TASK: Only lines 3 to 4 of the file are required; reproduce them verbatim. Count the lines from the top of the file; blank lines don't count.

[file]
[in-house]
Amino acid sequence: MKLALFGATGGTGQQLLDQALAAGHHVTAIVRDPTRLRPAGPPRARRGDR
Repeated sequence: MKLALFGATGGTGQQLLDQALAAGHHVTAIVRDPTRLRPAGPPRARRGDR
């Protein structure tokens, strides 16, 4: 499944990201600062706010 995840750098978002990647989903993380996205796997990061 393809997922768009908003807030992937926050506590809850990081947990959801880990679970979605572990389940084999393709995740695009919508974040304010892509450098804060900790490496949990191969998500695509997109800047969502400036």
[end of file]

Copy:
Repeated sequence: MKLALFGATGGTGQQLLDQALAAGHHVTAIVRDPTRLRPAGPPRARRGDR
């Protein structure tokens, strides 16, 4: 499944990201600062706010 995840750098978002990647989903993380996205796997990061 393809997922768009908003807030992937926050506590809850990081947990959801880990679970979605572990389940084999393709995740695009919508974040304010892509450098804060900790490496949990191969998500695509997109800047969502400036």